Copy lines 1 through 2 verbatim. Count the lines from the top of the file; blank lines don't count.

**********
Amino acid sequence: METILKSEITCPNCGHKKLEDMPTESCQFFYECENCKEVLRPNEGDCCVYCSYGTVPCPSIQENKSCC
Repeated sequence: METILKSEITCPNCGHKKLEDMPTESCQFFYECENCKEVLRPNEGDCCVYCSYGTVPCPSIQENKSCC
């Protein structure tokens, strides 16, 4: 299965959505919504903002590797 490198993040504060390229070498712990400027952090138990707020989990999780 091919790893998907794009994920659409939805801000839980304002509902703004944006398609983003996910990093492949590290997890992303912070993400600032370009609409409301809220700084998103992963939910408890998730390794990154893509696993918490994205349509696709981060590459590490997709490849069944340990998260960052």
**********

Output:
Amino acid sequence: METILKSEITCPNCGHKKLEDMPTESCQFFYECENCKEVLRPNEGDCCVYCSYGTVPCPSIQENKSCC
Repeated sequence: METILKSEITCPNCGHKKLEDMPTESCQFFYECENCKEVLRPNEGDCCVYCSYGTVPCPSIQENKSCC